PARIS — A page in L’Oréal’s history started turning during the group’s financial analyst meeting transmitted Friday morning from company headquarters in the Paris suburbs of Clichy.
Jean-Paul Agon, L’Oréal chairman and chief executive officer, presided over the virtual conference, seated in between Christophe Babule, executive vice president and group chief financial officer, and Nicolas Hieronimus, deputy CEO in charge of divisions.
The gathering focused not just on discussions about L’Oréal’s strong 2020 results, released the prior evening after the close of the Paris bourse, but also on the upcoming CEO succession.
As previously reported, Hieronimus is to become L’Oréal’s CEO on May 1, after which time Agon will remain as chairman.
During the meeting Friday, Agon gave an overview of how the company is beginning the year, while Hieronimus shared his vision of L’Oréal’s future.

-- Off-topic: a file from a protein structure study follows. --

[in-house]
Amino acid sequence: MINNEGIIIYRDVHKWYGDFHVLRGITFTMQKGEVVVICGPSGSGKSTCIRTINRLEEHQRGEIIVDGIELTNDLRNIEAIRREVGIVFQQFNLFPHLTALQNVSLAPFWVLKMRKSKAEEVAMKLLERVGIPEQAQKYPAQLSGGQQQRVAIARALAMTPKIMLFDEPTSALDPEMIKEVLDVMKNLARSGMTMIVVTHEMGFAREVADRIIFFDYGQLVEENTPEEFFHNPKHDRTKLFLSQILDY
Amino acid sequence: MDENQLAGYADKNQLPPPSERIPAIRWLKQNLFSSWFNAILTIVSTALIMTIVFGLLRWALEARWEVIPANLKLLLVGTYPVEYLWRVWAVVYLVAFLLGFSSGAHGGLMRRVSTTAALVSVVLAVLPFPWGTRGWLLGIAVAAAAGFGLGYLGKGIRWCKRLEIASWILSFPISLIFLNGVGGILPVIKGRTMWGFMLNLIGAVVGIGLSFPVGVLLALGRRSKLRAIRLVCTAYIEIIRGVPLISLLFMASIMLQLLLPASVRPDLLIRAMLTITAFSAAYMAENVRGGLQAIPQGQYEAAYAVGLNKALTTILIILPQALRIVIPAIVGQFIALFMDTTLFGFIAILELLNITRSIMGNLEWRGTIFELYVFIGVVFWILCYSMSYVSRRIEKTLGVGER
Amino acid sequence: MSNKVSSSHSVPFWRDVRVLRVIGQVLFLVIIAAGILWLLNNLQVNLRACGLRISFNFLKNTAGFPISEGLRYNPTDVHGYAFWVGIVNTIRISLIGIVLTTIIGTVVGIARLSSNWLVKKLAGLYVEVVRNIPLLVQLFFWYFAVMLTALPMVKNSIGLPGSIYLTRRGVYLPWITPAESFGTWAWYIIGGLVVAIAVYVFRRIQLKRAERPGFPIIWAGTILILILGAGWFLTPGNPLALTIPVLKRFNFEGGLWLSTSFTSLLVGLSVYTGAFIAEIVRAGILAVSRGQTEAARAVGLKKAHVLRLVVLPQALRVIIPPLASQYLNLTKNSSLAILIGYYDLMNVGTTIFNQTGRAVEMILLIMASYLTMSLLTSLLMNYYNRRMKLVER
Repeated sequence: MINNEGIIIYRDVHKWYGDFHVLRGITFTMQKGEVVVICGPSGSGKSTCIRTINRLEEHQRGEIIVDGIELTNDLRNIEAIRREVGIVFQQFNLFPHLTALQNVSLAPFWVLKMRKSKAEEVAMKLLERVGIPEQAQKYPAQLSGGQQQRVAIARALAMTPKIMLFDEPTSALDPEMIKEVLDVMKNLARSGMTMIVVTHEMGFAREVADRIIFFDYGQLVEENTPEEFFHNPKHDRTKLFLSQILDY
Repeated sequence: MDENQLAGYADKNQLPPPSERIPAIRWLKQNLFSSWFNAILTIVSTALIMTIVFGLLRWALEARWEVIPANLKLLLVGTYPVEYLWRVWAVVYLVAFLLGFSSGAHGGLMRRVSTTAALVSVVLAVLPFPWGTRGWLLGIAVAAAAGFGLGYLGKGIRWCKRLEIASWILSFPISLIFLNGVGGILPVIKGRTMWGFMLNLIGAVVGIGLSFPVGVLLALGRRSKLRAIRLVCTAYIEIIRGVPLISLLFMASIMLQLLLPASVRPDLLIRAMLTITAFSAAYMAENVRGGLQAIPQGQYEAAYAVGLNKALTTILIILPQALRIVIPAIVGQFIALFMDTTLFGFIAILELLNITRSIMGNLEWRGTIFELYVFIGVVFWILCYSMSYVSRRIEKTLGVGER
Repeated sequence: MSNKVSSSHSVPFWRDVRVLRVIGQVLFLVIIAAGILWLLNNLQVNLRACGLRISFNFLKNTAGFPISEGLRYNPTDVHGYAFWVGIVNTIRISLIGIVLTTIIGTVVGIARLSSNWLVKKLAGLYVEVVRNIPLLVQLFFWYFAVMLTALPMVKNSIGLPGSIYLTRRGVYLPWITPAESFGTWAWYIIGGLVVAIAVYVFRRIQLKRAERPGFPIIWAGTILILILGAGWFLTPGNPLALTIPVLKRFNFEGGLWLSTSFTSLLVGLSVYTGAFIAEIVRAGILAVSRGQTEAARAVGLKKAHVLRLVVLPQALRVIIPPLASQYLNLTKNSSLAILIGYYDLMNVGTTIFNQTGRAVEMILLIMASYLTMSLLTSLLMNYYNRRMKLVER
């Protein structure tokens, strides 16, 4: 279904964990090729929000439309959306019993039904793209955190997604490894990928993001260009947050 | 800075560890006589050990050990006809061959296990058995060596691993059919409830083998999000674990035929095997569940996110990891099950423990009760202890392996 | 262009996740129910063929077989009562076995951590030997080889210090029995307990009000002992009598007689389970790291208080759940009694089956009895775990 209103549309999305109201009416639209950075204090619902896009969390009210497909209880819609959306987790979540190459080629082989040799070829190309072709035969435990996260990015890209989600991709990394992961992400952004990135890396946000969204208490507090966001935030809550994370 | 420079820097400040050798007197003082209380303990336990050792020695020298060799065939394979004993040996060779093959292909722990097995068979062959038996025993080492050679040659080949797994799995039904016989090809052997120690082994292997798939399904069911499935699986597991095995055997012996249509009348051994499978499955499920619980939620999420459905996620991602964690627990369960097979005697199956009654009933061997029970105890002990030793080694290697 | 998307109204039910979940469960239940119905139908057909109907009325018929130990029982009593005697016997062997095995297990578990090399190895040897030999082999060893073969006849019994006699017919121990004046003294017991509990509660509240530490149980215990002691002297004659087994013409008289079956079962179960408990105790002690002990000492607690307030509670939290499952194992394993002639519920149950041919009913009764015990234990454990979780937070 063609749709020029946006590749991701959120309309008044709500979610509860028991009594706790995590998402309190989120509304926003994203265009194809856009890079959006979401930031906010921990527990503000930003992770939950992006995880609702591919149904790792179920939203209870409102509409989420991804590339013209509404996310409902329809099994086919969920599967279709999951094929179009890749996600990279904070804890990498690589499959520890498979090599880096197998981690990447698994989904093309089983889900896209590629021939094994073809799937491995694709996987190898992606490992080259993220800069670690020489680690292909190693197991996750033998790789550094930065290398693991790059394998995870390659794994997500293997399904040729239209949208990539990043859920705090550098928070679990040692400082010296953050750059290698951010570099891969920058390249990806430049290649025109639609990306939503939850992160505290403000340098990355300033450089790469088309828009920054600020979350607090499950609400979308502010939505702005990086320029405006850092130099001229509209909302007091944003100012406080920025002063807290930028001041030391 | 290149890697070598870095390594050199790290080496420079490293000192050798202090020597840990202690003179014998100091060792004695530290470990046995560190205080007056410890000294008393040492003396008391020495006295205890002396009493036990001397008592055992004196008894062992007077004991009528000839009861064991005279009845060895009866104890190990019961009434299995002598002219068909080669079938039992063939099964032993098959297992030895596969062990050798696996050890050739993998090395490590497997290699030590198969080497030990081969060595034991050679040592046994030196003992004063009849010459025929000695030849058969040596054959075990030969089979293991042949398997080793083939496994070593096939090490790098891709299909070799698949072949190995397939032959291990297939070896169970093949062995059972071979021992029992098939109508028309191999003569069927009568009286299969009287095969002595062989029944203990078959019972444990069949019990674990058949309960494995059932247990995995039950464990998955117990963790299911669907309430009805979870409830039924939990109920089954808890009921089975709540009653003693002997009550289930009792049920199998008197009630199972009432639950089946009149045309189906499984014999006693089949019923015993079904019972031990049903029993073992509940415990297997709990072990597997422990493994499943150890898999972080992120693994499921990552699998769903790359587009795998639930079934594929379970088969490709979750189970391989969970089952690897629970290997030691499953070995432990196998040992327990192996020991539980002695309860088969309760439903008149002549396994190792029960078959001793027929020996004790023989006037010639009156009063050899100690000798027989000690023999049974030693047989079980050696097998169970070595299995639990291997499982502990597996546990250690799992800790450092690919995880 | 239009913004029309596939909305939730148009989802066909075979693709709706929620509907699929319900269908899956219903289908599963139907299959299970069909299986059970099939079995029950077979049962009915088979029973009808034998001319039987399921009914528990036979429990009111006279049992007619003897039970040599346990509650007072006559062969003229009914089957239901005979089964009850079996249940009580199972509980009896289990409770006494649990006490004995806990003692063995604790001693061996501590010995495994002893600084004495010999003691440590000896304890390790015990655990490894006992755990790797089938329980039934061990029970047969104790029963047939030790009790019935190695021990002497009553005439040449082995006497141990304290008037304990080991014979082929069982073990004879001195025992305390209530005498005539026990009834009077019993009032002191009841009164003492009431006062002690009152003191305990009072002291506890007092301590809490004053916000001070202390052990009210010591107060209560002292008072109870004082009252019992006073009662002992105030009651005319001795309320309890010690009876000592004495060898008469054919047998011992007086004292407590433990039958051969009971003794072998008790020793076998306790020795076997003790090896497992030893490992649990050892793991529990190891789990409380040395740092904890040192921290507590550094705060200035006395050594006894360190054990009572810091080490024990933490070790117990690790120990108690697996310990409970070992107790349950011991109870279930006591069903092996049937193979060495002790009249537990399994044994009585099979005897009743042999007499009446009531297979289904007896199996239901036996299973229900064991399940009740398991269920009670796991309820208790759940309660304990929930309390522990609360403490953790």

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Agon said that paradoxically, despite the challenging beauty market — which overall posted sales down an estimated 8 percent in 2020, due to the coronavirus pandemic — L’Oréal is starting 2021 stronger than ever for various reasons.
“First, our relationships with our partners are closer than ever,” he said. “We solidified trust and proximity, and multiplied goodwill with hairdressers, retailers and suppliers through our solidarity during the crisis.
“Second, our market-share gains are stronger than ever,” continued Agon.
Number three is L’Oréal’s increased leadership in China.
“Our winning strategy places us in the best position on this market, which will soon become the biggest beauty market worldwide,” said Agon.
He said that L’Oréal’s digital prowess gives it an edge.